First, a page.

From Lotus Seven to Caterham Seven - the lightweight legend turns 60 - Caterham Seven 620S

We drive a range of Sevens, from an early Series 1 Lotus to modern Caterhams

Caterham Seven 620S

Up to this point the only Seven that has felt underpowered and slow is the Series 1. They’ve all been fast and the throttle has a really significant effect over the way the car behaves. As such, any sort of forced induction hardly seems necessary. But that didn’t stop Caterham making this, a supercharged 310bhp Seven called the 620S.

With 516bhp/ton there’s no surprise the 620S is astonishingly fast. But the sensation of speed is no greater than the R500, really. What the 620S is, though, is snappier. It wants to spin the back wheels more readily than any of the other cars and the rear end wants to slide sideways aggressively.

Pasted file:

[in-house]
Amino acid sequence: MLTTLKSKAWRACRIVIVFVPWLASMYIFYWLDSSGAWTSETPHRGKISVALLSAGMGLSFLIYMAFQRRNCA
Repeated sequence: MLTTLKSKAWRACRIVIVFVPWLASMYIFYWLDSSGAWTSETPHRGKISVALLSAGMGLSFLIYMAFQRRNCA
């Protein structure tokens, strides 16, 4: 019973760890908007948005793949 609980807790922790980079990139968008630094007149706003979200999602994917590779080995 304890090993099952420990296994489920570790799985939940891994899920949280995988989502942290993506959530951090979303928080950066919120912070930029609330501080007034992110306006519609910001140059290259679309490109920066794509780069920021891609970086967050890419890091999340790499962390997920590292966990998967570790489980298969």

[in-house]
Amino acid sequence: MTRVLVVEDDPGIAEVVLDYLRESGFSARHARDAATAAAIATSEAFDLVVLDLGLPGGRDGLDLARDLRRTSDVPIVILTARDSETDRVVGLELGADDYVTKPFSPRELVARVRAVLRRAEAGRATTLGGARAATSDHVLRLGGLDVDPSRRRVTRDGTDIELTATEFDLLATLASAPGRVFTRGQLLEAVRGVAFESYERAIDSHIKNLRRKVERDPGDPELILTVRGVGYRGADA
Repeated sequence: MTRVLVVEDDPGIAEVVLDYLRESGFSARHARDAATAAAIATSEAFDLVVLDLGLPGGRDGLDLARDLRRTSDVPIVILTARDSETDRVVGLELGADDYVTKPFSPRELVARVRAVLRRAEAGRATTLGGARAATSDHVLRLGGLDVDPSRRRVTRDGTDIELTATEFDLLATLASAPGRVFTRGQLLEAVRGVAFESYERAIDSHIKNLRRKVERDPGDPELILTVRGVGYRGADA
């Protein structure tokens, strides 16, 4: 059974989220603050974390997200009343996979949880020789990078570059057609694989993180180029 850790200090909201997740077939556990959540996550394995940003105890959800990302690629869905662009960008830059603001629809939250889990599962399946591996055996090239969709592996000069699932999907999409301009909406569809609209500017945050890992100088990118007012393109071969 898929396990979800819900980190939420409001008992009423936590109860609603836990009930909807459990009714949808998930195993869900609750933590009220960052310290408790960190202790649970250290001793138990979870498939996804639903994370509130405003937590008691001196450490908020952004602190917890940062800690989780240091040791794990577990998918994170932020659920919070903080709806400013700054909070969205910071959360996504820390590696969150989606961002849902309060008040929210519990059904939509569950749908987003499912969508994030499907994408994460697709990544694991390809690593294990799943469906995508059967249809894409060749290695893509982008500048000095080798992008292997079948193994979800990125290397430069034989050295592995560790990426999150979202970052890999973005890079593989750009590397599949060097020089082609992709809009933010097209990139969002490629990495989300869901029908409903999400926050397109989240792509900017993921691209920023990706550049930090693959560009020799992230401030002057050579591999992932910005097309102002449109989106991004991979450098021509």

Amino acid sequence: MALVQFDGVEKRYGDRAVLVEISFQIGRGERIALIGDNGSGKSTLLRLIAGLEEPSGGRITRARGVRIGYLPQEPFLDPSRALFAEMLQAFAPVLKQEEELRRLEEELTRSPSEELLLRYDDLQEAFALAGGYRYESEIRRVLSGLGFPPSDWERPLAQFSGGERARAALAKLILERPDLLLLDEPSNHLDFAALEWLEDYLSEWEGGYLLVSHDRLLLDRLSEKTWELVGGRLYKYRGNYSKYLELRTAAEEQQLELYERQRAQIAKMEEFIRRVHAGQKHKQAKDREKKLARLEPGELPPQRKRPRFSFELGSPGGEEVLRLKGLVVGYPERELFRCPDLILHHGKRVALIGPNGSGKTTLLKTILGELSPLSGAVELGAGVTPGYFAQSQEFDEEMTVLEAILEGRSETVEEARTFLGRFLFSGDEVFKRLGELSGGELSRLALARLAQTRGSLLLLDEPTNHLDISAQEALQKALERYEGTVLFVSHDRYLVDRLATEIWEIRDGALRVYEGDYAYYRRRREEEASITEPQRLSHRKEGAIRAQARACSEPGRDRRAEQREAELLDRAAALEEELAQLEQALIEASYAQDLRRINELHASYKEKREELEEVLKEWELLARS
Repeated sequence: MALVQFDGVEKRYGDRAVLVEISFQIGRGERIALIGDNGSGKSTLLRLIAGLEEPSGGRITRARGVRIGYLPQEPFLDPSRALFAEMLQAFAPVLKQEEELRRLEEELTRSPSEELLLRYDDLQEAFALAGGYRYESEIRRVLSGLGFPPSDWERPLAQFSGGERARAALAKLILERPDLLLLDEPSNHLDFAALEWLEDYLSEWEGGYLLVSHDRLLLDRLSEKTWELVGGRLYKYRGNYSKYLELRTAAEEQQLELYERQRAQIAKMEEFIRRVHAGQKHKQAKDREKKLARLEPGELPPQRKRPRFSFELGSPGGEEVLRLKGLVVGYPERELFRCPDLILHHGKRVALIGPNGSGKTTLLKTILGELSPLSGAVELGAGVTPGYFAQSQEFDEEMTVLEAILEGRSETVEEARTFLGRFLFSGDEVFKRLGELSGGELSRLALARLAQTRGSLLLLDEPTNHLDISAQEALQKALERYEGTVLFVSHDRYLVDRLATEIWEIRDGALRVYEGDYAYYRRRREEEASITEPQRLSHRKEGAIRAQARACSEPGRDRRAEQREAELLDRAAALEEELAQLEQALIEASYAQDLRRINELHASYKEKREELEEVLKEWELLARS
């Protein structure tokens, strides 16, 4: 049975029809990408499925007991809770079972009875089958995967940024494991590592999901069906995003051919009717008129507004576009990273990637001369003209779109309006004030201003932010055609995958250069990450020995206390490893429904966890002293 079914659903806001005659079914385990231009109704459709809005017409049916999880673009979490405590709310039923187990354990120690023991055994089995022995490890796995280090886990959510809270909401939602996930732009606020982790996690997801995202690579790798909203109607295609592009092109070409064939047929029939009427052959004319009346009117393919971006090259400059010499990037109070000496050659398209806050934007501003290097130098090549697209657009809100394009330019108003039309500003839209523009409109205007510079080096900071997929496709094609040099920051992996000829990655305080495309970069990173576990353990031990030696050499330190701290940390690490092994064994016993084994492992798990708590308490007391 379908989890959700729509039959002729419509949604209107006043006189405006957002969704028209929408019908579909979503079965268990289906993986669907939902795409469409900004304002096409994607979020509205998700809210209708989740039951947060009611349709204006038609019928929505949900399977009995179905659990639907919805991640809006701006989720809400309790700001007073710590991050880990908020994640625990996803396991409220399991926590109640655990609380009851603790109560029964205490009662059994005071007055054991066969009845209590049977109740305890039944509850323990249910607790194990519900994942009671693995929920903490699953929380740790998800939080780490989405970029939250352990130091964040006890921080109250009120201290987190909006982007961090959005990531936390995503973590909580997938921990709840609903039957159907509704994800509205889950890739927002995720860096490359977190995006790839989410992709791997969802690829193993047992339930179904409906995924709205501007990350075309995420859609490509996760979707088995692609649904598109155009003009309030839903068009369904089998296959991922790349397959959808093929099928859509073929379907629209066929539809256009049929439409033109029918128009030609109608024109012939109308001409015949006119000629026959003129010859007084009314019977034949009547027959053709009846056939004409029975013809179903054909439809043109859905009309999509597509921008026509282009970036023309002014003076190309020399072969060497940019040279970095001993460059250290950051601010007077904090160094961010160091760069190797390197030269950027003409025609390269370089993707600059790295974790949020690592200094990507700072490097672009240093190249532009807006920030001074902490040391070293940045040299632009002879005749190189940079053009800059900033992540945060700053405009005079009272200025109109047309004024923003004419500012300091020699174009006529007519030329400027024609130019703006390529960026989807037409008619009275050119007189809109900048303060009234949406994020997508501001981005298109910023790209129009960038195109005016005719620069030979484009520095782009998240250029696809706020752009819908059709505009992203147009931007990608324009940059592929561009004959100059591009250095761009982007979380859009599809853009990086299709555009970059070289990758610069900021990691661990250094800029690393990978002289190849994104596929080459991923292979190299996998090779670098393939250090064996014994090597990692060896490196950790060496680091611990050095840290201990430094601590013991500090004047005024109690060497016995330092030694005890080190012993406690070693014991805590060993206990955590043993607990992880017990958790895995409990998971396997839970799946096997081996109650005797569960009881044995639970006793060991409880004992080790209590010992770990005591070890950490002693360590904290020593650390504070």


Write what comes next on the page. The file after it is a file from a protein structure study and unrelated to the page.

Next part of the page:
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> Read our full review of the Caterham Seven 620S

The limited amount of lock that’s typical of a Caterham steering rack, usually not a problem as oversteer is small, neat and easily controllable in most Sevens, becomes an issue in the tetchy 620S. Winding on enough corrective steering to compensate for the amount the engine agitates the rear can, sometimes, be physically impossible.

There’s not doubt that the 620S is exciting and very demanding to drive quickly, but without masses more performance than the R500, and without being as manageable as the naturally aspirated Sevens, it just isn’t as approachable or as enjoyable. This 620S is built around Caterham’s wide S5 chassis which, as well as the huge amount of power, might have something to do with its less than subtle handling traits. The wide chassis does give the impression of more room inside, but you still bang your elbows and knees if you drive with any verve.

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